Most effective influencers tend to think about and plan for influence opportunities. The good thing about planning is that you go into the situation with greater confidence because you are much clearer about where you are headed and what to anticipate along the way. This is also a bad thing about planning, since it can give you a false sense of security and may lead you to ignore things that don't happen according to your plan - or a sinking feeling when you have an excessively rigid plan and the other person isn't following it. However, if you manage yourself reasonably well, you will keep some part of your mind alert for disconfirming data. (For example, you are trying to persuade a senior person in the organization to sponsor an innovative idea and he or she seems distracted and allows interruptions to your meeting. Or your spouse, instead of being enthusiastic about your new job opportunity overseas, suggests that it might be time to try a bi-continental relationship.)
Planning can occur at many levels. At the most basic level, it means framing your influence goal before you open your mouth to start influencing. This is a good habit to adopt, especially when the opportunity or the need to influence arises unexpectedly. If you have time to plan more carefully, you will want to think through the influence framework as it relates to your particular influence opportunity. And, if you have an important opportunity, you will probably want to devise a thorough plan that is based on the issues you have explored. This will take time, but will pay off in effectiveness and efficiency in achieving good results.
Just as developing your influence skills can be compared to a fitness program, planning for a specific influence situation can be compared to preparing for a journey. As in adventure travel, you need to be in shape before you start; halfway up the mountain is not the place to develop your climbing skills!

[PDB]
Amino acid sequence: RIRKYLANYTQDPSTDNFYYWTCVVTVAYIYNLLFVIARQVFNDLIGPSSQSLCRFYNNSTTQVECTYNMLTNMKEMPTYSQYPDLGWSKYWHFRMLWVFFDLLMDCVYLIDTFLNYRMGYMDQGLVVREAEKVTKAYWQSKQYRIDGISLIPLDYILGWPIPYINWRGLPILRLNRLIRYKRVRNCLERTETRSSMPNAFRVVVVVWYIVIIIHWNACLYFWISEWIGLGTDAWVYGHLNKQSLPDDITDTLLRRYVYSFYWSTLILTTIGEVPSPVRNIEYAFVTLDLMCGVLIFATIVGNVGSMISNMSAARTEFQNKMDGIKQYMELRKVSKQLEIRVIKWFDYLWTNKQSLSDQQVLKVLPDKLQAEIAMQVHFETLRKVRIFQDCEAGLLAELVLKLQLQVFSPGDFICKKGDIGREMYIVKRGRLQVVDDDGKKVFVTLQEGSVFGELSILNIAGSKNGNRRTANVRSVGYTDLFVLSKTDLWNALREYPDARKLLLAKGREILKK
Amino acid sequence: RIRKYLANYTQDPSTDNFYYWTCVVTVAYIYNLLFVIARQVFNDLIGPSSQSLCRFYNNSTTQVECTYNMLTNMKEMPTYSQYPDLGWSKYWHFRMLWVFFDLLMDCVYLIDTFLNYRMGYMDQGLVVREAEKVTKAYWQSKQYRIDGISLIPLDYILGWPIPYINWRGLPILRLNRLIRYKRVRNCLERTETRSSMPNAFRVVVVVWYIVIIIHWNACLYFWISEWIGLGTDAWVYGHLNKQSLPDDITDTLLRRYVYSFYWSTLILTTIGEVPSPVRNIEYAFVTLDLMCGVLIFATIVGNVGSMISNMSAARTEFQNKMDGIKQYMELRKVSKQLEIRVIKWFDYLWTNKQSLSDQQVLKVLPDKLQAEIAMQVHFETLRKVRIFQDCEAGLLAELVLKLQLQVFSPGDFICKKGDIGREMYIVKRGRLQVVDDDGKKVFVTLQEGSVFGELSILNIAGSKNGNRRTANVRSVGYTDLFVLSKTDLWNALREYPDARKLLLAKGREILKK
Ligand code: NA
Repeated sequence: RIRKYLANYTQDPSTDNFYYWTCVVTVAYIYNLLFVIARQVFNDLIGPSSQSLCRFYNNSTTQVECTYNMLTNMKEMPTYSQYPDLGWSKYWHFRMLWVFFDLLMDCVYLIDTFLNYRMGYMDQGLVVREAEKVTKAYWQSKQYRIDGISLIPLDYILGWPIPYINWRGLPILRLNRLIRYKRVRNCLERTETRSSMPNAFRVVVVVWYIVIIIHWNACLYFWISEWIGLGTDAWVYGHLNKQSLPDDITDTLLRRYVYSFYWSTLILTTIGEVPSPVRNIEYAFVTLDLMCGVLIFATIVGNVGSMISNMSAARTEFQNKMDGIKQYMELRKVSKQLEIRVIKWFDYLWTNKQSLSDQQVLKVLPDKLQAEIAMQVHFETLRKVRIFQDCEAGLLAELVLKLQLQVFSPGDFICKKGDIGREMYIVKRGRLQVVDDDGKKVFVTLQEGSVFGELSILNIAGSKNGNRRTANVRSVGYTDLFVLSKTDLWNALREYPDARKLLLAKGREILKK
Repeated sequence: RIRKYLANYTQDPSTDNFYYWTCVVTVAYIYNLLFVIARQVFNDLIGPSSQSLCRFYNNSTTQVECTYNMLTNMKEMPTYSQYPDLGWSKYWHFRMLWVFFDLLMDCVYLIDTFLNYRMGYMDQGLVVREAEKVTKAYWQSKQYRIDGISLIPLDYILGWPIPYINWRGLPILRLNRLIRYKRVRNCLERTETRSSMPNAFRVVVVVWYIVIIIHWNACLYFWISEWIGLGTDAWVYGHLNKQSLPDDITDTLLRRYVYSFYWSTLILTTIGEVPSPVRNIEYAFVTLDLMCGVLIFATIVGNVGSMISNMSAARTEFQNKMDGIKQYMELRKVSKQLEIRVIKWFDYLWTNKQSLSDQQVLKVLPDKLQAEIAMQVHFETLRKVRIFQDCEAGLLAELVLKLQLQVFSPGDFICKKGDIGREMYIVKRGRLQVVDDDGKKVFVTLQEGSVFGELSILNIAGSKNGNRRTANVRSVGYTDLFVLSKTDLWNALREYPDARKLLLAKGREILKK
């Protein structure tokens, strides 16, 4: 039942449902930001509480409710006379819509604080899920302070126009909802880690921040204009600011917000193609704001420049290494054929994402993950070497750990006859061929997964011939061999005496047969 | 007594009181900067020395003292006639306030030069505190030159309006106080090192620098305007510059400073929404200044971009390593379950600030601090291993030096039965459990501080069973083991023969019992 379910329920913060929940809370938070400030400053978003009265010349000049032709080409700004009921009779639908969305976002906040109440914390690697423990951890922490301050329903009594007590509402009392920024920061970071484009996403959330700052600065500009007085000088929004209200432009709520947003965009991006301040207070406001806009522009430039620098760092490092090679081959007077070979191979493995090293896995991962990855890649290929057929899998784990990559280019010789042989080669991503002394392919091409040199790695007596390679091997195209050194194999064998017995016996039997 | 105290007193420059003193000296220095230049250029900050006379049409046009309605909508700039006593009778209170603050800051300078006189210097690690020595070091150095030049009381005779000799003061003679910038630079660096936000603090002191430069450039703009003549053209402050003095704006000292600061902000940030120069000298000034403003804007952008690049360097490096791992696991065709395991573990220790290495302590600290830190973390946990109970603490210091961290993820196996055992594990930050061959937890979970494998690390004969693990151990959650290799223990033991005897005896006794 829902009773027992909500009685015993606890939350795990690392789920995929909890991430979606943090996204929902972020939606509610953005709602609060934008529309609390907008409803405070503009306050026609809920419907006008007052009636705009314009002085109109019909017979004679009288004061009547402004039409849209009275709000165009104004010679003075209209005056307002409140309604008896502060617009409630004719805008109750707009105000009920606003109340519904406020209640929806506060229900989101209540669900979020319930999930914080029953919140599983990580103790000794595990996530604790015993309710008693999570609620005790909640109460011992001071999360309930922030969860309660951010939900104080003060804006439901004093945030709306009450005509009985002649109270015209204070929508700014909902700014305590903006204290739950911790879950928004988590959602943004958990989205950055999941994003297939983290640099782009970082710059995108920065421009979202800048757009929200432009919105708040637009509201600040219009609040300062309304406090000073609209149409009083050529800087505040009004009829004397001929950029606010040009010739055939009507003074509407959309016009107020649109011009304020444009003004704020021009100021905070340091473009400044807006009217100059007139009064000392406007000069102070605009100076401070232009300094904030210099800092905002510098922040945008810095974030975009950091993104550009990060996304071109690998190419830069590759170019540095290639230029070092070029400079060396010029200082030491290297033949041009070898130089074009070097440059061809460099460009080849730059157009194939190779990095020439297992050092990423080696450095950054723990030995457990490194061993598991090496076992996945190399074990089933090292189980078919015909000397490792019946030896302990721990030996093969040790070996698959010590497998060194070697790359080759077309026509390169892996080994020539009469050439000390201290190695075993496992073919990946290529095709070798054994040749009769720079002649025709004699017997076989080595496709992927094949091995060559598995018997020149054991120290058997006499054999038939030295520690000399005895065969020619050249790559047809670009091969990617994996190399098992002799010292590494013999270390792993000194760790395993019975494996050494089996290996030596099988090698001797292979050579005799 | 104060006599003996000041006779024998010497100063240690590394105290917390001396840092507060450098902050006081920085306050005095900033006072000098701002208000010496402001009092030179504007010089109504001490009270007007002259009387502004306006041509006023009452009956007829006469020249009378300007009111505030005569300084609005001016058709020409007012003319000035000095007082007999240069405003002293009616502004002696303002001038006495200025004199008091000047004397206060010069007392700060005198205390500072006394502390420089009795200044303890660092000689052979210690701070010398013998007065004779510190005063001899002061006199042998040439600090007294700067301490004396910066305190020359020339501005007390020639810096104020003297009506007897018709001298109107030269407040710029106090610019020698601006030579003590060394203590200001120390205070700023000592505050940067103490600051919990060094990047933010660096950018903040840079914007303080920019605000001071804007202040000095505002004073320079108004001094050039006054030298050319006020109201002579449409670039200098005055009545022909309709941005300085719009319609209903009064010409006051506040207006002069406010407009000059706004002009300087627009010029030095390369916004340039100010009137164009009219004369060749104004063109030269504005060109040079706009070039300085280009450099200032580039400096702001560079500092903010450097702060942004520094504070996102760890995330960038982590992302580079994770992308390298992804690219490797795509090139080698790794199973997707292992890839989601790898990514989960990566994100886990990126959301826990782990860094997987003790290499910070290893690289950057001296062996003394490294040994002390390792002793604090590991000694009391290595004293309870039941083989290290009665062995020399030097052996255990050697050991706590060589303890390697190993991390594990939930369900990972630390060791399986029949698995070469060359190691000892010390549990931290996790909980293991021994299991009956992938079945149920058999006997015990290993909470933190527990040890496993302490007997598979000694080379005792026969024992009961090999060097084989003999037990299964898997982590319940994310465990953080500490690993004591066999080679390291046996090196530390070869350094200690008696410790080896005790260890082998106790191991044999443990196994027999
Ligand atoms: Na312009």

Each of the components of the influence framework for your opportunity contains key information that will help you succeed or keep you from making serious errors. In the following chapters, each of those is discussed. In Appendix B, you will find useful questions related to each component as a stimulus to your thinking. Not all of them will be relevant to your opportunity, and you may think of others that are more useful. This part of the exercise is not particularly sequential, although it helps to start with your goal. You may find that, as you work back and forth, you will have some insights that will change your original ideas. Once you have integrated this framework into your influence approach, you will find it a useful and quick mental exercise, even in more spontaneous situations.
You have explored the issues in the influence framework. Now you will decide on your approach. Here are some steps you can take in this process:
Think about everything that could derail your plan. Do some "if . . . then" contingency planning. What will you do if the worst case occurs? Consider also the possibility that you may be wildly successful and may have aimed too low. How can you adjust your aspirations upward during the meeting? Think of some alternate sources of need satisfaction if this influence opportunity simply doesn't work out as you intended.
Of course, it is difficult to focus on the downside when you are trying to be optimistic. A certain amount of "magical thinking" may set in, leading you to ignore possibilities that you don't want to believe could happen. (Magical thinking is the process we use to ignore the elephant under the rug, thinking that if we don't acknowledge it, perhaps it will go away.) By remembering to take this step before you are in the situation, you will be prepared for most eventualities and less likely to be distracted from your goal by an unexpected response. The more important the situation, the more useful it is to consider multiple possible responses and plan how to deal with the ones that will have the most impact on your results.